Sophie Richards Y4

20 MINUTES AT THE BARBICAN | London, England | Unit 21 | 2015

A POLITICAL ENCLAVE | London, England | Unit 21 | 2015

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20 Minutes at the Barbican


Sound creates an invisible architecture, which greatly influences our experience of a space, without physically announcing its presence. It is a force which defines both the internal and external, designed and aleatory spaces within the city, but due to its unpredictability, is often discounted from the design process.


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The project is an exploration of sound and its ambiguous boundaries, shaping our interaction with and within a given environment. An initial investigation interrogated the soundscape of The Barbican Centre, having identified it as an urban and acoustic enclave. A twenty minute audio recording of a chosen route through internal and external spaces within the complex became the basis for a drawing of the sounds which come to define the space. Through documentation of individual sounds, their definition, volume and location, a system was devised to translate the audible experience into legible notation and, furthermore, architecture.


The Barbican: A Political Enclave





The Barbican Underground Station was greatly damaged in the Blitz bombings of World War Two. Prior to this, the site provided an arcade, housing a parade of eateries, including a coffee house. Inspired by coffee houses of the fifteenth century, primarily located within the City of London, and then known to be hot beds for public debate, open to all people of all social classes, the proposal looks to create a political enclave above the Barbican Underground Station.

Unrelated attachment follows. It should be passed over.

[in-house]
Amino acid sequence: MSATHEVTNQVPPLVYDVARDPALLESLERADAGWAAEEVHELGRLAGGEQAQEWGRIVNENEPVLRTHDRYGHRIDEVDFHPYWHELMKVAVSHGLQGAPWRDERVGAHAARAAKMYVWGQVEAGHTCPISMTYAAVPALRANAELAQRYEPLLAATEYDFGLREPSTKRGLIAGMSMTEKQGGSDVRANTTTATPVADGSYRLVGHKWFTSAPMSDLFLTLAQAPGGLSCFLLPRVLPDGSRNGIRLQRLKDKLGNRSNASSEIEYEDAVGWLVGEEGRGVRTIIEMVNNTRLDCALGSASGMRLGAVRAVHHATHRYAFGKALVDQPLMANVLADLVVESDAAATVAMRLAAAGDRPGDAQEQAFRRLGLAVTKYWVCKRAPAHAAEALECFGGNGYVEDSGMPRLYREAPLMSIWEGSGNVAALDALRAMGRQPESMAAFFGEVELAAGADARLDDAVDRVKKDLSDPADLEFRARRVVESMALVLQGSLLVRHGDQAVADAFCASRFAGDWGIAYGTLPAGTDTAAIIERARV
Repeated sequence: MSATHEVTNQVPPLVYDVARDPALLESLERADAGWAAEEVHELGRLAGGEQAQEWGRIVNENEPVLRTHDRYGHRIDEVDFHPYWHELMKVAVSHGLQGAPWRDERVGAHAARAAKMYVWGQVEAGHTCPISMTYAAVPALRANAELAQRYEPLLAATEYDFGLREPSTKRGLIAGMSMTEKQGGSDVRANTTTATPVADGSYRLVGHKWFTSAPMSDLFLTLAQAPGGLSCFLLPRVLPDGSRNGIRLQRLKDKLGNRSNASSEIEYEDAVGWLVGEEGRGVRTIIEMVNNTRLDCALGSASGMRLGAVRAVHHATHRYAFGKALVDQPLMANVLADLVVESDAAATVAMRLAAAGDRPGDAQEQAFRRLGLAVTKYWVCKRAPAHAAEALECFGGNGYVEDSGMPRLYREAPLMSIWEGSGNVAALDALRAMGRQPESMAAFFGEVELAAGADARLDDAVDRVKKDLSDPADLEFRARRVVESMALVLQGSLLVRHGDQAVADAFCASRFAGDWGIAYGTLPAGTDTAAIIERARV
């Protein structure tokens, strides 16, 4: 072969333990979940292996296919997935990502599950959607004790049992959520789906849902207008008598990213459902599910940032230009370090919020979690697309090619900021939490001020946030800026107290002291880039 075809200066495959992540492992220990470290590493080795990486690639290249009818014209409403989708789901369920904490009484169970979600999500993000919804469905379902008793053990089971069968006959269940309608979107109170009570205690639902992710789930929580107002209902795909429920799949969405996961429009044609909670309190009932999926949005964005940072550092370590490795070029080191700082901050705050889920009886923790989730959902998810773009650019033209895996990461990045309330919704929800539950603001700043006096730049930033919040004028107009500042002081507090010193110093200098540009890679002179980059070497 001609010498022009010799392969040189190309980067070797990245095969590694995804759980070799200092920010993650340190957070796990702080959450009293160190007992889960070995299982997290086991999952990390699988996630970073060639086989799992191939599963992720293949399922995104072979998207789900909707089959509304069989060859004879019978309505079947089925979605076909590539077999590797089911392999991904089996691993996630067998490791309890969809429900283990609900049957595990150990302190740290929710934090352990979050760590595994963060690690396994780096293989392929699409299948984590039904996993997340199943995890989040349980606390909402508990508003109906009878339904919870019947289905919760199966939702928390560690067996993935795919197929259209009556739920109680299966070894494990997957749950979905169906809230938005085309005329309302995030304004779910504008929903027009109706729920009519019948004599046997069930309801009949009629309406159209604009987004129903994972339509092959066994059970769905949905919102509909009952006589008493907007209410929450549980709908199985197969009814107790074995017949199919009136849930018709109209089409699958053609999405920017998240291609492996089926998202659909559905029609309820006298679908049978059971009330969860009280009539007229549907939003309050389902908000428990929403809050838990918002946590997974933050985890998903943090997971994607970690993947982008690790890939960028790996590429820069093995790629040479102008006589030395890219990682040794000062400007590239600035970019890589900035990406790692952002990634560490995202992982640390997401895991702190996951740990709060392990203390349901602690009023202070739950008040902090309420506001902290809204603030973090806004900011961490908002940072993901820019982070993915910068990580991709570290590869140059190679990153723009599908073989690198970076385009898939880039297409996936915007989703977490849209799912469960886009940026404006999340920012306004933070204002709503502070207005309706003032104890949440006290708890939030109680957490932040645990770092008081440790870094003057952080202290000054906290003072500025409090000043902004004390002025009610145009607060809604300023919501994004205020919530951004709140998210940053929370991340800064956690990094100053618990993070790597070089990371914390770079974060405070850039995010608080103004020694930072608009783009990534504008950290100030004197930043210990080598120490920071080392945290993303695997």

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An initial site investigation identified the key visible elements of the proposal as the underside of the proposed building, seen from the platform, and as slivers through openings in the facade of the buildings on the neighbouring, Long Lane. These sight lines were then manipulated to create the building form, through a series of coding processes extracted from the initial sound mapping exercise undertaken in project one, retaining elements of the sight lines based on a pre-developed formula.


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Acoustically, the design seeks to engage Underground passengers in conversation, creating a dialogue between the inhabitants of the building, and those waiting on the platforms of the station below.
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This is achieved by the insertion of large funnels, which, based on their wavelength, filter the sounds of human speech from the sounds of the Underground trains. The funnels act as politicians of sound, to transfer and filter relevant sound andconnect the independent constituencies of the building and the platform through debate, disintegrating the social boundaries of location and the physical boundaries of the building fabric.





The proposal is designed to include a series of spaces for political discussion and education of varying degrees of formality. It includes a debating chamber, library, polling station and radio station, orientated around a central coffee house. Each of the spaces has been designed with a critical acoustic character, which began to manipulate the volume and form of the internal space.




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The proposal looks to investigate the role of sound within our political system and how an illusion of transparency and equality can be manufacturedby interpreting and dissecting the cacophony of our urban environment. The project seeks to discover an architecture that is descriptive of sound and capable of encouraging and manipulating political debate.


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